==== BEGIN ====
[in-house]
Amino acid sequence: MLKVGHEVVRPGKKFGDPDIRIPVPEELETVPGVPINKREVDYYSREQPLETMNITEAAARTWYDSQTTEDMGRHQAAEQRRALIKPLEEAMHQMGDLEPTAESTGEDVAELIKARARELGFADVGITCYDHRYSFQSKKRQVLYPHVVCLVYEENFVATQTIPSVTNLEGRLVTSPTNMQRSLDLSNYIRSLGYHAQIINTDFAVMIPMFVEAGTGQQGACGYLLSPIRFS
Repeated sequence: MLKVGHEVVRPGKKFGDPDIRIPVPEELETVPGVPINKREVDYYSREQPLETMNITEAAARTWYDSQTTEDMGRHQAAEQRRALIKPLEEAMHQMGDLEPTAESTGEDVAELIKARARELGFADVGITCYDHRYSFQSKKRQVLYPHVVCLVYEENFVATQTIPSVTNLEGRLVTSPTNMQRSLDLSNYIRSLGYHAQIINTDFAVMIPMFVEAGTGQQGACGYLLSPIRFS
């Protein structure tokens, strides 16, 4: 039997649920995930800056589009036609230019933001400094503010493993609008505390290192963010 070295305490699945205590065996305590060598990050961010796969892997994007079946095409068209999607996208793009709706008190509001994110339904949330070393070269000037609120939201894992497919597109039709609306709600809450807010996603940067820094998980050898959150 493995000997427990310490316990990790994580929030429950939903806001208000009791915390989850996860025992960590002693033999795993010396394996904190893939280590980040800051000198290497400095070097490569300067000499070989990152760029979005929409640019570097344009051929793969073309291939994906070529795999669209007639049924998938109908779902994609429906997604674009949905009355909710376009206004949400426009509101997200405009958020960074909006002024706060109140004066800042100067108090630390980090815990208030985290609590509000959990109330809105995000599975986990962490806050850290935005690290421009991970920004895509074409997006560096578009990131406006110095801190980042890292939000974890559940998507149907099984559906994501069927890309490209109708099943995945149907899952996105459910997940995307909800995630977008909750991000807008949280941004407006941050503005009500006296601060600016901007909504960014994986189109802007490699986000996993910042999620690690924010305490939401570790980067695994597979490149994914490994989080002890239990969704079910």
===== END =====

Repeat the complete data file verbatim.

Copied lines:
[in-house]
Amino acid sequence: MLKVGHEVVRPGKKFGDPDIRIPVPEELETVPGVPINKREVDYYSREQPLETMNITEAAARTWYDSQTTEDMGRHQAAEQRRALIKPLEEAMHQMGDLEPTAESTGEDVAELIKARARELGFADVGITCYDHRYSFQSKKRQVLYPHVVCLVYEENFVATQTIPSVTNLEGRLVTSPTNMQRSLDLSNYIRSLGYHAQIINTDFAVMIPMFVEAGTGQQGACGYLLSPIRFS
Repeated sequence: MLKVGHEVVRPGKKFGDPDIRIPVPEELETVPGVPINKREVDYYSREQPLETMNITEAAARTWYDSQTTEDMGRHQAAEQRRALIKPLEEAMHQMGDLEPTAESTGEDVAELIKARARELGFADVGITCYDHRYSFQSKKRQVLYPHVVCLVYEENFVATQTIPSVTNLEGRLVTSPTNMQRSLDLSNYIRSLGYHAQIINTDFAVMIPMFVEAGTGQQGACGYLLSPIRFS
């Protein structure tokens, strides 16, 4: 039997649920995930800056589009036609230019933001400094503010493993609008505390290192963010 070295305490699945205590065996305590060598990050961010796969892997994007079946095409068209999607996208793009709706008190509001994110339904949330070393070269000037609120939201894992497919597109039709609306709600809450807010996603940067820094998980050898959150 493995000997427990310490316990990790994580929030429950939903806001208000009791915390989850996860025992960590002693033999795993010396394996904190893939280590980040800051000198290497400095070097490569300067000499070989990152760029979005929409640019570097344009051929793969073309291939994906070529795999669209007639049924998938109908779902994609429906997604674009949905009355909710376009206004949400426009509101997200405009958020960074909006002024706060109140004066800042100067108090630390980090815990208030985290609590509000959990109330809105995000599975986990962490806050850290935005690290421009991970920004895509074409997006560096578009990131406006110095801190980042890292939000974890559940998507149907099984559906994501069927890309490209109708099943995945149907899952996105459910997940995307909800995630977008909750991000807008949280941004407006941050503005009500006296601060600016901007909504960014994986189109802007490699986000996993910042999620690690924010305490939401570790980067695994597979490149994914490994989080002890239990969704079910």